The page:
The AA could be sold to another motoring group in a pounds 1.5bn deal. As the AA is a mutually owned, non-profit organisation, the proceeds would be distributed to the 4.3 million full members. But the 1.7 million associate members, such as the spouses of members and children under 21 named on the membership forms, would not qualify for a payout.
Ford, the US motor giant that paid pounds 1bn for Kwik Fit earlier this month, might be interested in acquiring the AA. But it is thought the AA is a long way from any deal and is merely exploring its options as competition in the roadside breakdown market hots up.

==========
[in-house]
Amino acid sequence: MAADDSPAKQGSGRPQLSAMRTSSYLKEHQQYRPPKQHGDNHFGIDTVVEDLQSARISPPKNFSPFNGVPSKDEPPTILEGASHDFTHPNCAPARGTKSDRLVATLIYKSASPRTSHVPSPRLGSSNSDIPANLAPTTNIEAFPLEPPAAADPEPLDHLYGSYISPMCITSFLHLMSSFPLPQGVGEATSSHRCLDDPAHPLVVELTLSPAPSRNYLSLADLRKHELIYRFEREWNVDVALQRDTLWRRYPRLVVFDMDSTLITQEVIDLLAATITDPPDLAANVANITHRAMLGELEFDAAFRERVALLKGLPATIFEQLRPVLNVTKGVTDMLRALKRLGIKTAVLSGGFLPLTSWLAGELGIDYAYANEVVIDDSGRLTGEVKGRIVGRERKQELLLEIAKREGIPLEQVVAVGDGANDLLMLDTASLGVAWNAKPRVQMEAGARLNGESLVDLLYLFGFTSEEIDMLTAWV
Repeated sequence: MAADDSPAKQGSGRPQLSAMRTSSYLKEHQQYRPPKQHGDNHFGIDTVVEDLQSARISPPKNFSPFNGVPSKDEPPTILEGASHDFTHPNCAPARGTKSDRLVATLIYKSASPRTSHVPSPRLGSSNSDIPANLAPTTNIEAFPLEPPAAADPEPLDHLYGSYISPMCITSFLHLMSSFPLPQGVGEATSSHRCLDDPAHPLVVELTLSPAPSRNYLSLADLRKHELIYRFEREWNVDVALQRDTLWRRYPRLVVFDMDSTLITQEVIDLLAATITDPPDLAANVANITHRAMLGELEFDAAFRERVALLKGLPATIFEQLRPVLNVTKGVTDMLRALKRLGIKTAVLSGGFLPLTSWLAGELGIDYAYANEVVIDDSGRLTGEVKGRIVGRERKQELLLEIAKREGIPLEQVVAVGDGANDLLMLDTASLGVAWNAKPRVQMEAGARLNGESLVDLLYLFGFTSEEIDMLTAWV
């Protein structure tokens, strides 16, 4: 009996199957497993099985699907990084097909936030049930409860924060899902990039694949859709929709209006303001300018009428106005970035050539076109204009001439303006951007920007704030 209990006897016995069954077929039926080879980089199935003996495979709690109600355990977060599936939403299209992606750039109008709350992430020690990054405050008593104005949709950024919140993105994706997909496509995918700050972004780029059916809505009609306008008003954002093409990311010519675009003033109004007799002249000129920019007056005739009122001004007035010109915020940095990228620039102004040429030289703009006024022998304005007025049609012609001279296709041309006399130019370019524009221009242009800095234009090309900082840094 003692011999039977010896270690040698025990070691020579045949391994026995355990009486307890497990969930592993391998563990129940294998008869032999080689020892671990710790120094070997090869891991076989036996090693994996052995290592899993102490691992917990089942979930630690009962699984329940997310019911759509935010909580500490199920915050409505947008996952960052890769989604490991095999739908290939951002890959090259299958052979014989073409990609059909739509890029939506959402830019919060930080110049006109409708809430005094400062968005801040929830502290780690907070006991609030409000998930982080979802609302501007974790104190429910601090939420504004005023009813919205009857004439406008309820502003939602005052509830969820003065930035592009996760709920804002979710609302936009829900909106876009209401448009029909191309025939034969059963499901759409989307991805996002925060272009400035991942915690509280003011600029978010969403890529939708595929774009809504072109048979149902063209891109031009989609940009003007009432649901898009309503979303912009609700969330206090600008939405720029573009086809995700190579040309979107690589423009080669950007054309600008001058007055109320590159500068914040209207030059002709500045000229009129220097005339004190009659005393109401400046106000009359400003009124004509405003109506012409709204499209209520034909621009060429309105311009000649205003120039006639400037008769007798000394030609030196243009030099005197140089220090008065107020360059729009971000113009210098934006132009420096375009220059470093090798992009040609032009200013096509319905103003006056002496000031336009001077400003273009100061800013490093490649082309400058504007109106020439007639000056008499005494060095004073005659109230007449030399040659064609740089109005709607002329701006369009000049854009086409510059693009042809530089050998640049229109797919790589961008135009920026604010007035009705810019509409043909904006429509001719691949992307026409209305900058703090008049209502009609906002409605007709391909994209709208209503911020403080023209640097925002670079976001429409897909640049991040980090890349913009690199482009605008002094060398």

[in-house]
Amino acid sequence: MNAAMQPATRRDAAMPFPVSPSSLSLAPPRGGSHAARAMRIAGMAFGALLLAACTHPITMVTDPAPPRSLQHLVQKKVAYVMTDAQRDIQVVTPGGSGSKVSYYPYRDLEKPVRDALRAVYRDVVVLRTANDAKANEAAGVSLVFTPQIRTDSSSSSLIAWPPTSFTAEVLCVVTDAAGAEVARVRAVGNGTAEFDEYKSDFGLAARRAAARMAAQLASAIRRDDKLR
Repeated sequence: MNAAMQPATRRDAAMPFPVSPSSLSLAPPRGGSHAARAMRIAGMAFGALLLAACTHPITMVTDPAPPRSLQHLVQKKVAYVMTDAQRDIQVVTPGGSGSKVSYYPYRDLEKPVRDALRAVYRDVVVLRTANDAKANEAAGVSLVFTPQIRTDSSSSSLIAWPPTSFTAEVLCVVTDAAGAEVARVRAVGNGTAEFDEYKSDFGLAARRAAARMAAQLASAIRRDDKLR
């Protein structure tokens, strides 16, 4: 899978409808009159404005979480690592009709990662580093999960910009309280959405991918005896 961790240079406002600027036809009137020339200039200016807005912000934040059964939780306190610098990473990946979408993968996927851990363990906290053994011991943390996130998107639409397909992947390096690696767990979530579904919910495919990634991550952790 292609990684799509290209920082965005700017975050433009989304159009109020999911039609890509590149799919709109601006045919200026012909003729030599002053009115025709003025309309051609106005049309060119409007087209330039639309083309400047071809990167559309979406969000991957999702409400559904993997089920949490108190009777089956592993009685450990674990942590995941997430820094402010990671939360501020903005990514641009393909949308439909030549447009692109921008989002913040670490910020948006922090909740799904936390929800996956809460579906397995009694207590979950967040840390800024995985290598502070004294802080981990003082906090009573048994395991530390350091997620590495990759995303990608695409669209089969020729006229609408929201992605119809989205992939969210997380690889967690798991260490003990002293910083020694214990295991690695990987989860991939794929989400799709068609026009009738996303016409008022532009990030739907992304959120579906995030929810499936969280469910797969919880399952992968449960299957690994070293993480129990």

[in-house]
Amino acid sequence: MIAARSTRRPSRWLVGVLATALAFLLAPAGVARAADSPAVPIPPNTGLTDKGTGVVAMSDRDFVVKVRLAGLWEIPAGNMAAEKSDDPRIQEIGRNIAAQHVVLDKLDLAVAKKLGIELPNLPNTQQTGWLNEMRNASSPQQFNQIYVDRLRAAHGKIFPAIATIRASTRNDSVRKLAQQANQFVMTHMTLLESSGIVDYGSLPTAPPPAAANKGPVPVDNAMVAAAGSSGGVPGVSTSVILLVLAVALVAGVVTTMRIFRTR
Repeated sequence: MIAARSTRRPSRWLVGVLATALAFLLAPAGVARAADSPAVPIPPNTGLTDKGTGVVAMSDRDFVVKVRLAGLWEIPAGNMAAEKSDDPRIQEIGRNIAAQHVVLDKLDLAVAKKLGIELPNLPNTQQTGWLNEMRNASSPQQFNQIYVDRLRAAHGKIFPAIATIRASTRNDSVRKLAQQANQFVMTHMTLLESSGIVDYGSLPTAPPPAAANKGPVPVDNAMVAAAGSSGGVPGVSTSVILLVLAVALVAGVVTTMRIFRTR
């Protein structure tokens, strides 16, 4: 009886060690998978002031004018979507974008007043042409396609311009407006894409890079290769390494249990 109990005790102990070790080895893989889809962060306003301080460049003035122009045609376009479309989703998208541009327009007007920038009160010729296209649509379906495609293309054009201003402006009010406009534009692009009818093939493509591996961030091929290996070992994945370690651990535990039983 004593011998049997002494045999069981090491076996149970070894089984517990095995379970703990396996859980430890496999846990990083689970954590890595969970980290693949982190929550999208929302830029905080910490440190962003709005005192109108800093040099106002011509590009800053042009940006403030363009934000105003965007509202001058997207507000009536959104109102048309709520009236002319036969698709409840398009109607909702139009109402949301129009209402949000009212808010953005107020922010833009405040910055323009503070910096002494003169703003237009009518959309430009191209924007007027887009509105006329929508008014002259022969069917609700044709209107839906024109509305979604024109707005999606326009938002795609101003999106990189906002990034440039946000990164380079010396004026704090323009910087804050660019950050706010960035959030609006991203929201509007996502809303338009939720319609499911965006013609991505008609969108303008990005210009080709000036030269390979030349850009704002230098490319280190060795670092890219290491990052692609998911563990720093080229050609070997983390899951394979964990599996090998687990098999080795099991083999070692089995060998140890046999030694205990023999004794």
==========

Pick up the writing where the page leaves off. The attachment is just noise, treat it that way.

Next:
An AA spokesman said: "The AA has always kept in mind its prime purpose - to serve the best interest of our members. No decisions have been made."
The move follows the RAC decision to sell its motoring services division for pounds 450m to Cendant, a US group that owns Green Flag. This was blocked by the competition authorities last year.